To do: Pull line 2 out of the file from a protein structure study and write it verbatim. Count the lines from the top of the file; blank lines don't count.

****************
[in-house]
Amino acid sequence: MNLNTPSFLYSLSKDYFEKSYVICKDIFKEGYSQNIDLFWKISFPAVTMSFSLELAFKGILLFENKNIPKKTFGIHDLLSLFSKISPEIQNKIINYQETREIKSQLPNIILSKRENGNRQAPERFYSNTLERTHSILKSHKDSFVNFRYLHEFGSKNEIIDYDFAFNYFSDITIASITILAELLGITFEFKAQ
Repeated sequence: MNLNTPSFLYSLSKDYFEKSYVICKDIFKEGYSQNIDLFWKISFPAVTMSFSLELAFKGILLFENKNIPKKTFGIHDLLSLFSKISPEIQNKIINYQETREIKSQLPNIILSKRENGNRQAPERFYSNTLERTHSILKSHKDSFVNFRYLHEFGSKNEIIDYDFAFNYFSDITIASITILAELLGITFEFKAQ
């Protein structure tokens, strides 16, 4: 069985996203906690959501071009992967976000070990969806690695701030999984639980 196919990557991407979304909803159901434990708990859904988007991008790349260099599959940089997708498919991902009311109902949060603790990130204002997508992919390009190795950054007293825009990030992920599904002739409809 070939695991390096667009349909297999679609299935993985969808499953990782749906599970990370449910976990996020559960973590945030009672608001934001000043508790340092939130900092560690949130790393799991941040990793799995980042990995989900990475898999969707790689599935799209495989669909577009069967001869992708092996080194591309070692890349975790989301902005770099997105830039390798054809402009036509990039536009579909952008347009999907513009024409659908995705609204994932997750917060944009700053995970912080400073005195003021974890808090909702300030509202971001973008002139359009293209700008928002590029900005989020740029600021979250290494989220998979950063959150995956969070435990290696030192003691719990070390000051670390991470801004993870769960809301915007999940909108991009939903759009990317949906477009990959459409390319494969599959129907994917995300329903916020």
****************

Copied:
Amino acid sequence: MNLNTPSFLYSLSKDYFEKSYVICKDIFKEGYSQNIDLFWKISFPAVTMSFSLELAFKGILLFENKNIPKKTFGIHDLLSLFSKISPEIQNKIINYQETREIKSQLPNIILSKRENGNRQAPERFYSNTLERTHSILKSHKDSFVNFRYLHEFGSKNEIIDYDFAFNYFSDITIASITILAELLGITFEFKAQ